Mesozoic Era

The Mesozoic Era is known as the “Age of Reptiles”. Many reptiles were able to survive in the environment created at the end of the Permian era. Crocodiles, snakes, lizards, turtles, and the dinosaurs emerged during the Mesozoic era.   The climate was so warm and tropical that glaciers did not form during this era. The Mesozoic Era is divided into three periods: Triassic, Jurassic, and Cretaceous.

The first mammals evolved during the Triassic period.  These warm blooded animals resemble small rodents.  Dinosaurs evolved from reptiles. They were most likely the fiercest and dominant animals to roam the Earth.  Their ability to lay amniotic eggs on dry land instead of in water like amphibians was a great advantage for dinosaurs. Amniotic eggs contain food and water which allow dinosaurs to leave their eggs as they roam forests full of conifers and cycads. Fossil records indicate that these gymnosperms, woody cone-bearing plants, were very common during the Triassic period. Invertebrates called ammonites, a type of shellfish, are Mesozoic index fossils.

Dinosaurs continued to evolve during the Jurassic period. “Lizard-hipped” and “bird-hipped” dinosaurs emerged. The Brontosaurus was a type of “lizard-hipped” dinosaur. The Stegosaurus was a type of “bird-hipped” dinosaur. Both dinosaurs were herbivores. Reptiles that could fly also evolved during the Jurassic period. The pterosaurs had skin covered wings whereas some dinosaurs had feathers. The Archaeopteryx was one of the early ancestors of birds that exist today. The fossil remains of the small feathered dinosaur indicated that it had reptilian teeth, claws on its wings, and a tail.

The Tyrannosaurus rex was one of the major dinosaurs to dominate the Cretaceous period. It had huge jaws, sharp teeth, and stood up to 6 meters tall. The horned Triceratops, the enormous Apatosaurus, and the duck-billed Hadrosaurs were some other common Cretaceous dinosaurs. The earliest flowering plants, angiosperms, evolved during the Cretaceous period. Maples, oaks, magnolias, and willows were some of the most common types of trees during this period.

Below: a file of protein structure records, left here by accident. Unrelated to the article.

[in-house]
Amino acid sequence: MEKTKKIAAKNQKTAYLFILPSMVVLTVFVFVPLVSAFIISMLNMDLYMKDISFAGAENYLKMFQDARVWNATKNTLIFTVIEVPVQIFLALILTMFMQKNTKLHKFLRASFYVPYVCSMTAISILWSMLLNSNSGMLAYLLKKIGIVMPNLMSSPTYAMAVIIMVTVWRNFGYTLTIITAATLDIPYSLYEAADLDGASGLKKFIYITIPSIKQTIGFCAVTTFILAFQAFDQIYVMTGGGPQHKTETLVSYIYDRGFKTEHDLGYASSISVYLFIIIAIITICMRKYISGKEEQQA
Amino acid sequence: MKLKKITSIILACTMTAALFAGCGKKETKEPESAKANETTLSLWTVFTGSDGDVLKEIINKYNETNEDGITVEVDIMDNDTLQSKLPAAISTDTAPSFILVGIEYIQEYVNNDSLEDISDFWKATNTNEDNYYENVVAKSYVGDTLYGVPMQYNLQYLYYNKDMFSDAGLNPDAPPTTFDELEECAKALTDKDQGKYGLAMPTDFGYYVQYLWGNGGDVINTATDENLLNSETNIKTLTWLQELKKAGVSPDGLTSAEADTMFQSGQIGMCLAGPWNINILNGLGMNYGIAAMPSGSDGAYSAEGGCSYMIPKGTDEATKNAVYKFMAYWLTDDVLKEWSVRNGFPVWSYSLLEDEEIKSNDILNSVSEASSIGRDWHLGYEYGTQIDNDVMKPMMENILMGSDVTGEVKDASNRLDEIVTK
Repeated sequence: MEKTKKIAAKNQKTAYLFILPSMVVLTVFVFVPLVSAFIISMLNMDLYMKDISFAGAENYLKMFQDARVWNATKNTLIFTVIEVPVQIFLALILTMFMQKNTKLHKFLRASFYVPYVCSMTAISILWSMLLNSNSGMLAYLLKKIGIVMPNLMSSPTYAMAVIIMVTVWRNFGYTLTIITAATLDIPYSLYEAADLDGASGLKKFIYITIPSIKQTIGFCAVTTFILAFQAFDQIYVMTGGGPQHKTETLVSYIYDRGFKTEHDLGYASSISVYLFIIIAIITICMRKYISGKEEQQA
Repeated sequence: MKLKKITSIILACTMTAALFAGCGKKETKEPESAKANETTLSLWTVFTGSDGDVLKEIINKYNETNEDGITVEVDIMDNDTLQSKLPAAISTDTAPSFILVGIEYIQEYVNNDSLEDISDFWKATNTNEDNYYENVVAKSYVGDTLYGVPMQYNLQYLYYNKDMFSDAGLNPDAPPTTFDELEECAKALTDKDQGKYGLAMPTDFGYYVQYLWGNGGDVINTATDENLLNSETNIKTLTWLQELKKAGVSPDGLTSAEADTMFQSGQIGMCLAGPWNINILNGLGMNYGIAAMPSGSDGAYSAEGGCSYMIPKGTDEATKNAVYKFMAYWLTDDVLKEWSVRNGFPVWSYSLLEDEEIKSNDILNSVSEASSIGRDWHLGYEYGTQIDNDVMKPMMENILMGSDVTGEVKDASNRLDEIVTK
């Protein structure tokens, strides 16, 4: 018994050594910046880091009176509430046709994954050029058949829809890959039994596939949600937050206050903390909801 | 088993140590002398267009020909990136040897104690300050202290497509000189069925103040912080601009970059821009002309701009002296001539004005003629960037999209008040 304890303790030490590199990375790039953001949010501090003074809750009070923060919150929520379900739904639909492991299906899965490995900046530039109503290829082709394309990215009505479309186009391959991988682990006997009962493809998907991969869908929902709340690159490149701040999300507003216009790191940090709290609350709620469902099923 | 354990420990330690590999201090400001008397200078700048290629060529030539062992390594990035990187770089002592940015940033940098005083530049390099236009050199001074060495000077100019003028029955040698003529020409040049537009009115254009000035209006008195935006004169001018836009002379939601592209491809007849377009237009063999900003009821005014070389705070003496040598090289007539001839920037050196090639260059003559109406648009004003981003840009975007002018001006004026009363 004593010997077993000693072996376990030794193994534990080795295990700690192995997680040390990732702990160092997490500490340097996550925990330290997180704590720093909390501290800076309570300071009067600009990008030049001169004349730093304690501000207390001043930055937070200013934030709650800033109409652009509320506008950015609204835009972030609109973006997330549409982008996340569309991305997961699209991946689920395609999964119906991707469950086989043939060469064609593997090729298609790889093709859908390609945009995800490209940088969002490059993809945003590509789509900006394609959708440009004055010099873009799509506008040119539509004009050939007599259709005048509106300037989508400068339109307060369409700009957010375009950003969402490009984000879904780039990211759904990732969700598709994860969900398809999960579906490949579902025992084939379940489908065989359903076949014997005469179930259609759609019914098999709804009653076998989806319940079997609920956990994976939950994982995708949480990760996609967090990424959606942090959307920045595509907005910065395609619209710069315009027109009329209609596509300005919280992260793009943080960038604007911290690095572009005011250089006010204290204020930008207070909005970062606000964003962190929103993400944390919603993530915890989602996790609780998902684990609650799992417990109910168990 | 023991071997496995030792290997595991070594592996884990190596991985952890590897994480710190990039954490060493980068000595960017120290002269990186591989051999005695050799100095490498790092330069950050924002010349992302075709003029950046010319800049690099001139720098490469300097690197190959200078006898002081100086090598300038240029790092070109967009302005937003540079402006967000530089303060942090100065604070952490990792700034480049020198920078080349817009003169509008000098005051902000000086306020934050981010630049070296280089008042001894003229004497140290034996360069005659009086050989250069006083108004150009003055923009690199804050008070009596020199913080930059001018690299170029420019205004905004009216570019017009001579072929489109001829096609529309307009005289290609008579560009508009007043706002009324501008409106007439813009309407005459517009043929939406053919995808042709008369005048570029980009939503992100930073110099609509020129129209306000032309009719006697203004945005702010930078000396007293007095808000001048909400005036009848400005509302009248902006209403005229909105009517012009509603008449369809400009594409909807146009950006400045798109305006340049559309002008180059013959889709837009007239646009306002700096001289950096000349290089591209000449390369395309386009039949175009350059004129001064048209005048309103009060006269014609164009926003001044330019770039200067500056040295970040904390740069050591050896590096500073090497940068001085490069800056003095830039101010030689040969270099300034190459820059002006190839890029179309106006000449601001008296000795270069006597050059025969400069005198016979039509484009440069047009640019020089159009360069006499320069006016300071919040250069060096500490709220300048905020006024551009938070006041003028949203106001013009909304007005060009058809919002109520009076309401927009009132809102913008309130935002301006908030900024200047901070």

ammomites

A mass extinction occurred at the end of the Cretaceous period. All of the dinosaurs, ammonites, and many large land animals became extinct.  The impact hypothesis suggests that a large meteorite struck the Earth.  The impact of the collision created enough dust to block out the sun’s rays for many years.  Dinosaurs starve and perish when plants die. Scientists have found traces of iridium within the Earth’s crust.  The concentration of iridium is much greater in meteorites compared to Earth’s rocks.  Another hypothesis for the extinction of dinosaurs is volcanic activity.  The movement of tectonic plates may have led to the drastic change in the climate and environment.

There have been several mass extinctions throughout the history of the Earth. One occurred at the end of the Paleozoic Era when nearly 95% of plant and animal life in the seas disappeared. The most famous mass extinction probably happened 65 million years ago when the dinosaurs disappeared. Many other plants and animals became extinct at the same time. Whatever triggered the extinction of the dinosaurs also caused the death of nearly 70% of all the other species on Earth.

 

 

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